No international agreement currently requires reporting the loss of control of even the most dangerous radioactive sources and materials. Rising concerns about the potential use of these materials by terrorists or criminals (for example, by using explosives to disperse radioactivity with a “dirty bomb”), as well as the potential for international movement of materials, makes the loss of control of strong radioactive sources and materials a vital concern to all countries. This article makes the case for a binding international agreement that would mandate international reporting of the loss of control of the two highest-strength categories of sources and materials, as defined by the International Atomic Energy Agency. No current agreements meet the need for mandatory reporting, although the underlying basis for an agreement already exists. The burdens of such an agreement on any state would be minimal, and all states should be interested in pursuing such an agreement. Agreement to a binding international convention would be an ideal state “gift” for the final Nuclear Security Summit, scheduled to take place in Washington in 2016.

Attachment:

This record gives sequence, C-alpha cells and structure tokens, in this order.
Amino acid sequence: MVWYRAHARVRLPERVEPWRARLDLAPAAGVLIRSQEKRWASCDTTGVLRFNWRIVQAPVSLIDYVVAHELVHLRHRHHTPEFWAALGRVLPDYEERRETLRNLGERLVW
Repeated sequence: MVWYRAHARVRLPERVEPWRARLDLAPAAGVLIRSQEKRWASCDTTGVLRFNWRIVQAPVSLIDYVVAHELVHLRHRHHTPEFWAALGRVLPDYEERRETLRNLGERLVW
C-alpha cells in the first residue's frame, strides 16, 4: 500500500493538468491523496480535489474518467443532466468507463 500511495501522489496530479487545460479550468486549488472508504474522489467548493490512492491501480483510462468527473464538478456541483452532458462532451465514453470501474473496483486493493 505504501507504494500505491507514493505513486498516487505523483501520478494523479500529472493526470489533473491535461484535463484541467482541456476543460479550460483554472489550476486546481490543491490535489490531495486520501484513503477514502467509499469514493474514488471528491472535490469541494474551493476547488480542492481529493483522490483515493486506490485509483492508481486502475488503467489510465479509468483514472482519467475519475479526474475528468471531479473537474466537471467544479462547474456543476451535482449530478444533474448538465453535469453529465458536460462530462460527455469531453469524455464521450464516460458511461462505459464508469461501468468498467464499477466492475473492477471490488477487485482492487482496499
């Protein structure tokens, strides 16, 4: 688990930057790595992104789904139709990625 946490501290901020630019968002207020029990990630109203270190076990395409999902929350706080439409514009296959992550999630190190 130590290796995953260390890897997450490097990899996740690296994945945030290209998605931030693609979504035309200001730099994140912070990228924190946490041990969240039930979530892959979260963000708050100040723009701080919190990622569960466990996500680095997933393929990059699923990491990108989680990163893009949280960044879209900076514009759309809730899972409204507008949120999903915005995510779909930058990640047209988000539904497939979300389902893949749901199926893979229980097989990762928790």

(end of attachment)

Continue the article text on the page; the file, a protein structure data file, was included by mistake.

The Bulletin elevates expert voices above the noise. But as an independent nonprofit organization, our operations depend on the support of readers like you. Help us continue to deliver quality journalism that holds leaders accountable. Your support of our work at any level is important. In return, we promise our coverage will be understandable, influential, vigilant, solution-oriented, and fair-minded. Together we can make a difference.